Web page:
• Right To Try: The Senate passed the Trickett Wendler Right to Try Act of 2017 (S. 204). The bill would establish exemptions from relevant provisions of the Food, Drug, and Cosmetic Act to permit an “eligible investigational drug” to be made available to a patient who has been diagnosed with a life-threatening disease or condition, has exhausted approved treatment options, and is unable to participate in a clinical trial of the drug. An eligible investigational drug would have to have been through a Phase 1 trial. Manufacturers providing eligible investigational drugs would be required to comply with certain labeling, promotion, and pricing requirements contained in existing FDA regulations. Despite the “Right to Try” title, the legislation expressly states that a sponsor or other entity cannot be held liable for failing to provide access to an eligible investigational drug.
  • Patient-Focused Drug Development Data: The Senate passed the BENEFIT Act of 2017 (S. 1052), which would require FDA to consider relevant patient-focused drug development data, such as data from patient preference studies, patient-reported outcome data, or patient experience data developed by the sponsor or a third party as part of the risk-benefit assessment framework in the new drug approval process.
  • Opioid Addiction: The Senate passed Jessie’s Law (S. 581), which requires HHS to develop standards for hospitals and physicians to display a patient’s history of opioid use disorder in medical records.

Other significant legislative proposals that may still be addressed outside the reauthorization process include:

  • OTC Drug Monograph Reform: For more than a year, FDA and OTC industry stakeholders have been discussing a potential user fee program for OTC monograph drugs that would be intended to expedite and reform the existing OTC monograph process. Legislative proposals also contemplate exclusivity incentives for drug developers that submit original clinical data in support of the safety and effectiveness of an OTC drug. On August 23, 2017, FDA will conduct a webinar to provide a status update on the process of FDA and industry discussions regarding the potential OTC user fee program, and according to news reports, the House Energy & Commerce Committee is expected to hold a hearing in September regarding potential legislation.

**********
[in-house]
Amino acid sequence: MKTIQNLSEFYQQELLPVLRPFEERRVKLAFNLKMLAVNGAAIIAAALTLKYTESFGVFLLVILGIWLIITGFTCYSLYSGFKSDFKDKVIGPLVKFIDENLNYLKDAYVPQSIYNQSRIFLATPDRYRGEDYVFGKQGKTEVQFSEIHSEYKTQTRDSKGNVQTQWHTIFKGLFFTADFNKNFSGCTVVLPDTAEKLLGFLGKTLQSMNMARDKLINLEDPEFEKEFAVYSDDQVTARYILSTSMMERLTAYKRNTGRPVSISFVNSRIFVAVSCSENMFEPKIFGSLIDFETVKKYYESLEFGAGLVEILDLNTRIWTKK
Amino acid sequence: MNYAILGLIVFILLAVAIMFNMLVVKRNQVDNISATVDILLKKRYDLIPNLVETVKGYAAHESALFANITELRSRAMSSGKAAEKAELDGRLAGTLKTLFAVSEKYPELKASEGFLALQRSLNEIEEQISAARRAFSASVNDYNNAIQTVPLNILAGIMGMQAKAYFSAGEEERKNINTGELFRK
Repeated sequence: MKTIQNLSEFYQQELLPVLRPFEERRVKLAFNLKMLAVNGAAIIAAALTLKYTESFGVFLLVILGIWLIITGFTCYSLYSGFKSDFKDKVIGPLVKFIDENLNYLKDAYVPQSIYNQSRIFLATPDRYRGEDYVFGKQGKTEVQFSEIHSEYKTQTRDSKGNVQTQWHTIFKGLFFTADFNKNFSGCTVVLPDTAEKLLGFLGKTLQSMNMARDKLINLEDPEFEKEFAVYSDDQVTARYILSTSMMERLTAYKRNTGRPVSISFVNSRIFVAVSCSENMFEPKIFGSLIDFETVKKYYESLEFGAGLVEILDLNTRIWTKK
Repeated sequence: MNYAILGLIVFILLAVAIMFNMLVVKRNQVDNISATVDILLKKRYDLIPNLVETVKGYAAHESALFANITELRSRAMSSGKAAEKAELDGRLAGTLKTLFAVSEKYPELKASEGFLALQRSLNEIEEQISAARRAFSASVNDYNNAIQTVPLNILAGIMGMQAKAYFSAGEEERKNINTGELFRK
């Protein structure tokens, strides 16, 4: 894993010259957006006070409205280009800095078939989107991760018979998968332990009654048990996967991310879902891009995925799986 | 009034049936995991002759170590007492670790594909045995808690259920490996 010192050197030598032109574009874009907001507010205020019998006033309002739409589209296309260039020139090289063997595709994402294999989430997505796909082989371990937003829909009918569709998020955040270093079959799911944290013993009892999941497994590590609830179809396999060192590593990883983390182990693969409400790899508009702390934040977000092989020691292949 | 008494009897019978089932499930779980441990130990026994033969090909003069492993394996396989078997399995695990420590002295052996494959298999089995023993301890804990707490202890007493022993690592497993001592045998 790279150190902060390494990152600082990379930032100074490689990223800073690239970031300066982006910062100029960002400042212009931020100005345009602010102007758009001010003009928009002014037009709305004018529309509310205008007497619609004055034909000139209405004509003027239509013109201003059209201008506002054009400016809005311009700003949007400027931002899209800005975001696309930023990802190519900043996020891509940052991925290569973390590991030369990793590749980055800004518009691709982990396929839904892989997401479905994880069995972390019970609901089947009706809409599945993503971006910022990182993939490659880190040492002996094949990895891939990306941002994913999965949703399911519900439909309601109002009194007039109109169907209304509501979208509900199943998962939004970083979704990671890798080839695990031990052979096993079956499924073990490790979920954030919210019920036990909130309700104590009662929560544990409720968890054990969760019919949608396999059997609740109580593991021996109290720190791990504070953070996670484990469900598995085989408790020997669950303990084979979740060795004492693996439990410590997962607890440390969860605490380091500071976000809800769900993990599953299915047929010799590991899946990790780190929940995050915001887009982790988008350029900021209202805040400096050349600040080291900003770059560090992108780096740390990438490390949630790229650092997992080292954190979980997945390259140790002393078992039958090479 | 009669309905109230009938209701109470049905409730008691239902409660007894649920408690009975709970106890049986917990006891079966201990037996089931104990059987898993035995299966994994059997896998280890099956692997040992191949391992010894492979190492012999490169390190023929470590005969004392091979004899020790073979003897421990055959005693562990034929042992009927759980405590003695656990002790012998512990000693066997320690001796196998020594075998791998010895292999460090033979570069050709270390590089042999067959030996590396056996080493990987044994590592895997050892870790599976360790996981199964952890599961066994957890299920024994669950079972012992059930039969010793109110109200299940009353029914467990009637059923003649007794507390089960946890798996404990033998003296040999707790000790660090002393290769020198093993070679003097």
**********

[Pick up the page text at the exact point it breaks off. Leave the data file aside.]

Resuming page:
• Manufacturer Communications: Provisions from the Medical Product Communications Act of 2017 (H.R. 1703) and the Pharmaceutical Information Exchange Act (H.R. 2026) previously introduced in the House were discussed during committee meetings but ultimately not included in FDARA. The Medical Product Communications Act would clarify the definition of “intended use,” formally define “scientific exchange,” and confirm that FDA does not have authority to regulate scientific exchange communications, while the Pharmaceutical Information Exchange Act would expand the scope of permissible communications of health care economic information and scientific information to payors, formulary committees, and similar entities. On July 12, 2017, the Health Subcommittee of the House Energy and Commerce Committee held a hearing to discuss both of these legislative proposals and manufacturer communications issues more generally, which suggests that Congress may still pursue communications reforms independent of FDARA.
  • Access to Branded Drugs for Generic Drug Developers: Legislation has been proposed in both the House (Fast Generics Act of 2017, H.R. 2051) and Senate (CREATES Act of 2017, S. 974) that would ensure generic drug developers have access to branded drug products for development purposes. The generics industry has previously expressed concern that branded drug manufacturers have inappropriately withheld access to drugs that are covered by restricted distribution programs as part of their FDA-approved risk evaluation and mitigation strategies (REMS).

Next Steps

As the House and Senate take their August recesses, President Trump is expected to sign FDARA, even though his administration’s budget proposal had asked Congress to reopen user fee negotiations and fund FDA entirely through user fees. Ropes & Gray will continue to monitor legislative developments in this area. If you have any questions, please contact any member of Ropes & Gray’s FDA regulatory practice or your usual Ropes & Gray advisor.